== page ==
Tuesday, October 11, 2016

"How Fragile Is the Boat...." Emily Dickinson (Poetry for Kids) edited by Susan Snively

This is my letter to the world,
That never wrote to me --

Almost unknown in her lifetime, Emily Dickinson's letters to the world, short, nature-infused poems hidden away in her room in the old house in Amherst, made her one of the most beloved of poets in the twentieth century. And today the freshness of her voice, the immediacy of her personality, and her way of finding "a World in a grain of sand, Heaven in a flower, and Eternity in an hour" as English poet William Blake put it, speaks as powerfully as ever.

Dickinson's immediate surroundings became the simple subjects of her poems--a bird, a snowstorm, a snake (her "narrow fellow in the grass"), a word, a book--but the universality of her poems sits well with the young today. In many ways she is "thoroughly modern Emily," perhaps the earliest of the modern poets, whose off-rhymes and spare language, filled with wry wordplay and inventive simile and metaphor, combine humor with depth of meaning:

Hope is a thing with feathers....
That perches in the soul.

There is no frigate like a book
To take us lands away...

How frugal is the chariot
That bears a human soul.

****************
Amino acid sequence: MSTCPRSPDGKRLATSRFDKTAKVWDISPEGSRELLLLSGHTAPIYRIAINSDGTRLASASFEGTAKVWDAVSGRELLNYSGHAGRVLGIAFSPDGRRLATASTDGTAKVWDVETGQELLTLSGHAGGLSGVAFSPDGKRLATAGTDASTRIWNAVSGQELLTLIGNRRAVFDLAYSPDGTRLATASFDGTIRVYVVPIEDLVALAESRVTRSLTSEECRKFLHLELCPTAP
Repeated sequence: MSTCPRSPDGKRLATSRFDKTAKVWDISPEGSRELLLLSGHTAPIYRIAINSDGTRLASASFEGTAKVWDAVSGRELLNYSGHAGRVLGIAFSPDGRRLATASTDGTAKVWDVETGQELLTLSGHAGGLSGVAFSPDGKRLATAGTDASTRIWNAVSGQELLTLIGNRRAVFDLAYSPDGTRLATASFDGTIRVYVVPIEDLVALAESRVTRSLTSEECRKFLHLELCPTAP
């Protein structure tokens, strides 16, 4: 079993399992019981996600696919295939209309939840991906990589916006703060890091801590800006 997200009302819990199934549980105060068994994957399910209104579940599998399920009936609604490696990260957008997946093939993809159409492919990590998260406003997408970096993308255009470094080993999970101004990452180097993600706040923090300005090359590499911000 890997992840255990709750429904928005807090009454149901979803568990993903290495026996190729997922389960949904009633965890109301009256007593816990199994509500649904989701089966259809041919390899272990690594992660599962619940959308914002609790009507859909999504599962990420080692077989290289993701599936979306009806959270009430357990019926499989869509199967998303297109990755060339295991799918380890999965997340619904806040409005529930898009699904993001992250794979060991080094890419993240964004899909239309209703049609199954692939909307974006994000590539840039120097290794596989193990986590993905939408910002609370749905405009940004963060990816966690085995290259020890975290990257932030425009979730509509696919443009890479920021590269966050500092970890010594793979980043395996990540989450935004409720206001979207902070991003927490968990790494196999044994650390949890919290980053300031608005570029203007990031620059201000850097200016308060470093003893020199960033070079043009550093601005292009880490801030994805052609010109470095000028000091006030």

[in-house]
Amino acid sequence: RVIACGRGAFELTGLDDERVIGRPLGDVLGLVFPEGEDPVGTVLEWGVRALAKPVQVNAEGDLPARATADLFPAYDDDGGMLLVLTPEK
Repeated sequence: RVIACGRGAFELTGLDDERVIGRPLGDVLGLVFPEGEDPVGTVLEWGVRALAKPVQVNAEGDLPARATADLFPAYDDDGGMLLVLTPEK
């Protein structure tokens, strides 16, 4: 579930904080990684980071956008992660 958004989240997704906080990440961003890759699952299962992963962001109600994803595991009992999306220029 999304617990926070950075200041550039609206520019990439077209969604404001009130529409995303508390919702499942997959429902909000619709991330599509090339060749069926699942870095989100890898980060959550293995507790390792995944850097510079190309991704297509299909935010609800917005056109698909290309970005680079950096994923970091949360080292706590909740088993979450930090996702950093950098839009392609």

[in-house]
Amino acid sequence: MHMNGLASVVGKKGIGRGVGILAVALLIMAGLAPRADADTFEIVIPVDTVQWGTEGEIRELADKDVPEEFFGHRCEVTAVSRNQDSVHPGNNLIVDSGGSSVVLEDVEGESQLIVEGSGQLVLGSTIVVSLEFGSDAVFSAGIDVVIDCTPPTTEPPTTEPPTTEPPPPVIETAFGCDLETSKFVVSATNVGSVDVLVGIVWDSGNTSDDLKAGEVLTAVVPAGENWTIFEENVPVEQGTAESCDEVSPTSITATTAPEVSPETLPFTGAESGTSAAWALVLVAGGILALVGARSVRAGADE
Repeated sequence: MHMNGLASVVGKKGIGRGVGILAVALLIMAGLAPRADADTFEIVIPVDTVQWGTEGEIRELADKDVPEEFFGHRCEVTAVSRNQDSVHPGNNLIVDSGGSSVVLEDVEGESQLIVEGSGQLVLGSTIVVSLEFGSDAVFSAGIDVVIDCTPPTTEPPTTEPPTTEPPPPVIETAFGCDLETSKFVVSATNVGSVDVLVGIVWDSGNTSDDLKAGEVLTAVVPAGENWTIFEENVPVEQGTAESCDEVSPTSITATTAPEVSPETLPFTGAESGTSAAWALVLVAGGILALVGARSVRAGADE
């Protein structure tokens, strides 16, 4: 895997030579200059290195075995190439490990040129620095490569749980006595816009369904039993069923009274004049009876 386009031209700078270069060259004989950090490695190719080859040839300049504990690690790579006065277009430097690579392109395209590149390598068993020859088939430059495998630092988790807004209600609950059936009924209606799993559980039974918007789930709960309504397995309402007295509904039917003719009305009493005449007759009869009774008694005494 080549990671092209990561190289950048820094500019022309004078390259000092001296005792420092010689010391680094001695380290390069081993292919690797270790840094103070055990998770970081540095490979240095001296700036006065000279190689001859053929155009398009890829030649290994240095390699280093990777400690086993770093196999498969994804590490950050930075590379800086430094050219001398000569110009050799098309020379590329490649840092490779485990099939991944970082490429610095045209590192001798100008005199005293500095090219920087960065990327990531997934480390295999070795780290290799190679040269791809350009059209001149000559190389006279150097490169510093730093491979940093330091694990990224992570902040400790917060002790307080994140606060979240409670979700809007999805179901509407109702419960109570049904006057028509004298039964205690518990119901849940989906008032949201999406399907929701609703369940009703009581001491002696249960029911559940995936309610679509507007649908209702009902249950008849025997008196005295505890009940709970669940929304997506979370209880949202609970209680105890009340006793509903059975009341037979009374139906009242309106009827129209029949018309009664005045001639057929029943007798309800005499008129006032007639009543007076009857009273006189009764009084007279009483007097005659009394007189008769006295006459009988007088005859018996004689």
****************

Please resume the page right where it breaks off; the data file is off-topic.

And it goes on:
Dickinson has a way of personifying her allusions with homely images that children understand:

Like brooms of steel
The Snow and Wind
Had swept the Winter Street.

A near recluse, a baker, caretaker, a woman "who never saw the sea," she had no vapid Victorian lady's soul. Here is Emily on science:

Faith is a fine invention
For gentlemen who see
But microscopes are prudent
In an emergency.

Edited by Susan Snively, the just-published Poetry for Kids: Emily Dickinson (MoonDance Press, 2016) provides thirty-five of Dickinson's poems, some well-known and some lesser so, but all of which are carefully selected for middle readers, offering as all her poems do, a startlingly new look at common things and questions that all of us, kids, too, ask ("Will there really be a morning?"). With benedictions for butterflies and bees, a look at Death personified as a kindly wagon driver, and a little snake that still inspires "zero at the bone," Snively's selections, sorted by the seasons, give young readers a varied and generous look at Dickinson's work. There is no better teacher of the power of poetry than Emily Dickinson. With exquisite illustrations by the noted artist Christine Davenier, this slim new annotated anthology is inviting, intriguing and absorbing, offering an arresting and yet accessible introduction to a true American master. As Emily tells us...

A word is dead
When it is said
Some say.
I say it just
Begins to live
That day.

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